Jan 5 (Reuters) - A federal judge on Thursday ordered
a Chinese unit of Deloitte & Touche to appear in court and
defend itself against efforts by U.S. regulators to obtain
documents related to possible accounting fraud.
Deborah Robinson, a magistrate judge in Washington, ordered
Deloitte to appear in court on Feb. 1 and explain why the court
should not force it to turn documents over to the U.S.
Securities and Exchange Commission.
The SEC put that request to the court in September, after
Deloitte failed to respond to a subpoena seeking information
about its Chinese unit's audits of Longtop Financial
Technologies Ltd, a Chinese company under
investigation by the SEC.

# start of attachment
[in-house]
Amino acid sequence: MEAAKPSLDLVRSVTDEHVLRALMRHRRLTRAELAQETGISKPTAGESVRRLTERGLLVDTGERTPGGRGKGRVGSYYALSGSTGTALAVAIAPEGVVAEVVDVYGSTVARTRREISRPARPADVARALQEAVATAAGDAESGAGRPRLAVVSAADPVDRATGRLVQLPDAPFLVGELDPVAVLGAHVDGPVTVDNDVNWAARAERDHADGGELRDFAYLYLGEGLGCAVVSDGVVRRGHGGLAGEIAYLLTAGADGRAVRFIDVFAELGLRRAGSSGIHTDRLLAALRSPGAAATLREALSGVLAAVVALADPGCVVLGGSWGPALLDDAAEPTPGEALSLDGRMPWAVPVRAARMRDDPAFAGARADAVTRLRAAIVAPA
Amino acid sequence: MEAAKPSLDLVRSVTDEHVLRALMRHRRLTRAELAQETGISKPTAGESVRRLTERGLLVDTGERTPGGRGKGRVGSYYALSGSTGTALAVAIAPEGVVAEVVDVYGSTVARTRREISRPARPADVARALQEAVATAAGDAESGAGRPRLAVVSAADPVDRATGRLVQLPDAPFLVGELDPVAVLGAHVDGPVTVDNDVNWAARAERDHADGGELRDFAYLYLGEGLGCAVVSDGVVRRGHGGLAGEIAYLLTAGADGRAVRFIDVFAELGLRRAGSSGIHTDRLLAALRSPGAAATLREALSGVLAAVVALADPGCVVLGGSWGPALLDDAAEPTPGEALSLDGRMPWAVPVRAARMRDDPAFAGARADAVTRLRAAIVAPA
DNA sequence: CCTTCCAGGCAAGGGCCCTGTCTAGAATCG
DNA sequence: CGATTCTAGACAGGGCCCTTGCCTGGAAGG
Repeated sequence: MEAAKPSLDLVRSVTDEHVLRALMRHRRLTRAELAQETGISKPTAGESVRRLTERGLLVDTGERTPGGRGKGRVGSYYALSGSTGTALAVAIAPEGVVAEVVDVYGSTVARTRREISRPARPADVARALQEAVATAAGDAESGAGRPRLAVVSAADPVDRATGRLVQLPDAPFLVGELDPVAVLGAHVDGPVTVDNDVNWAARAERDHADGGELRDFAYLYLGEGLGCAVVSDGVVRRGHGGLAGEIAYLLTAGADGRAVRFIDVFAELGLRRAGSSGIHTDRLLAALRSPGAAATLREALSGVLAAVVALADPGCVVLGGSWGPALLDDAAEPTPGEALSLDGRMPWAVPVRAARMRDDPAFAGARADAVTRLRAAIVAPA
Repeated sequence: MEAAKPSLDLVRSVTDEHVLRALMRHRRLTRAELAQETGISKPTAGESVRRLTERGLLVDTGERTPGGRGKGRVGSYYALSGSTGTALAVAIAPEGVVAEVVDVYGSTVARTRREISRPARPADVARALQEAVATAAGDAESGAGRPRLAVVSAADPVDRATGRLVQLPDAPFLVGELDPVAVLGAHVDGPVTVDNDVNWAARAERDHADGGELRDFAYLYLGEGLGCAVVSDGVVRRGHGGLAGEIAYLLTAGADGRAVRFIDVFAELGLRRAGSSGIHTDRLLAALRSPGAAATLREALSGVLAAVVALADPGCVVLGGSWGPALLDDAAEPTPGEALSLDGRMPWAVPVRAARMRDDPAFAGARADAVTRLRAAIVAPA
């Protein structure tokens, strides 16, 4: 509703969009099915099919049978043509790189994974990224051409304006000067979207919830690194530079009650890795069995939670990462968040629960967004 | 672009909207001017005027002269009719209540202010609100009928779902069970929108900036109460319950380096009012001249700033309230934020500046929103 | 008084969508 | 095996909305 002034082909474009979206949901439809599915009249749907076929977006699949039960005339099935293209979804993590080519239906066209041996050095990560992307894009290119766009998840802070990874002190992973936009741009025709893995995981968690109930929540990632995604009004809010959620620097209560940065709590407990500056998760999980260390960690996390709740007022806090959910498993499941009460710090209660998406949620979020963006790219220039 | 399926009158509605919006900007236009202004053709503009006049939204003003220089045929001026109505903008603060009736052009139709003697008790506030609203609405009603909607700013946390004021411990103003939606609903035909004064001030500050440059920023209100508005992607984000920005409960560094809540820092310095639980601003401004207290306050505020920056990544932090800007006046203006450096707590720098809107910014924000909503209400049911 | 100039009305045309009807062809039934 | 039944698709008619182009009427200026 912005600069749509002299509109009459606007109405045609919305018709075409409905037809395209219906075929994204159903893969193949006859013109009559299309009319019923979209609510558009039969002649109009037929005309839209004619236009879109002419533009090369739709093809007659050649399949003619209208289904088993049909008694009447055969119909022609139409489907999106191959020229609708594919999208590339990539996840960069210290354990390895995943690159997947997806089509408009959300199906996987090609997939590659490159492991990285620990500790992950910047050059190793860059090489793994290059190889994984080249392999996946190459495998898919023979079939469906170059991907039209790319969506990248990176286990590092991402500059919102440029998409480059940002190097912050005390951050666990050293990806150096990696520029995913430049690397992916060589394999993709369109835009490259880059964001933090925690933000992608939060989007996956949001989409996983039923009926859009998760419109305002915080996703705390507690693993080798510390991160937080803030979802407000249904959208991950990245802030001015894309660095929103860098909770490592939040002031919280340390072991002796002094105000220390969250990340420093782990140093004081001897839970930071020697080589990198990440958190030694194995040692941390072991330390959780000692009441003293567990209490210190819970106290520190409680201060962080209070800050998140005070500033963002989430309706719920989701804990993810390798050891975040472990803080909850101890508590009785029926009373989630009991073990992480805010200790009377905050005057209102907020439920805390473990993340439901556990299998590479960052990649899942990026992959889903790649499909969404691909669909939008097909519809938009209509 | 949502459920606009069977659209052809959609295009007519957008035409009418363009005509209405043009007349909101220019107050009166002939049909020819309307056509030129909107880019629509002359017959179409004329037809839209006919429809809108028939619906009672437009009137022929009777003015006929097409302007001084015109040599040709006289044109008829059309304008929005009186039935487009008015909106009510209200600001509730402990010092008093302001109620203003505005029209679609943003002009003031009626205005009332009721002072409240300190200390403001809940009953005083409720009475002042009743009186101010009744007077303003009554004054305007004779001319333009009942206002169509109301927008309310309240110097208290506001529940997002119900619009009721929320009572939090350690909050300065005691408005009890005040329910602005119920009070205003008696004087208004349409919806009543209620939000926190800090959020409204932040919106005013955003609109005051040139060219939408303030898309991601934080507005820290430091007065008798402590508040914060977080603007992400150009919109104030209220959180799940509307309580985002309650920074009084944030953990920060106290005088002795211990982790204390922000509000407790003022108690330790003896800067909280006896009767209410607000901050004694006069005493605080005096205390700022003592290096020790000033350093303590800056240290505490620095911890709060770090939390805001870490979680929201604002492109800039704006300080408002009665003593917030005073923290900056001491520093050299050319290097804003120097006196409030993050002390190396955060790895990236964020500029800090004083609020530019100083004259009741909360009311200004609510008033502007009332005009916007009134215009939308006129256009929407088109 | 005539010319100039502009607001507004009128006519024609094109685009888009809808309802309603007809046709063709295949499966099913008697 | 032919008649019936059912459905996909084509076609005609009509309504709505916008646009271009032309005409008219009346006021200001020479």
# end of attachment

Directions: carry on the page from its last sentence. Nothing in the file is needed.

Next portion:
Dozens of China-based companies have disclosed auditor
resignations and book-keeping irregularities in the past year,
prompting a broad SEC and Justice Department review into
accounting fraud at Chinese companies listed on U.S. stock
But investigators face difficulties in obtaining
documents and evidence from auditors in China.
In October the judge put the brakes on the SEC's request
about Deloitte, and asked why the agency was not going through
procedures set up by the Hague Convention to access that
The SEC's request to the court was complicated by Deloitte's
position in the case; its lawyers have not formally acknowledged
to the court that they are representing the firm.
On Wednesday afternoon, Robinson issued an order agreeing
with the SEC that the court had the authority to move forward
even without any acknowledgement from Deloitte's lawyers that
they had received the SEC's application.
In her Thursday order, Robinson set a schedule for both sides
to lay out their arguments in advance of a February hearing.
A lawyer for Deloitte did not immediately respond to a
request for a comment.
(Reporting By Aruna Viswanatha)
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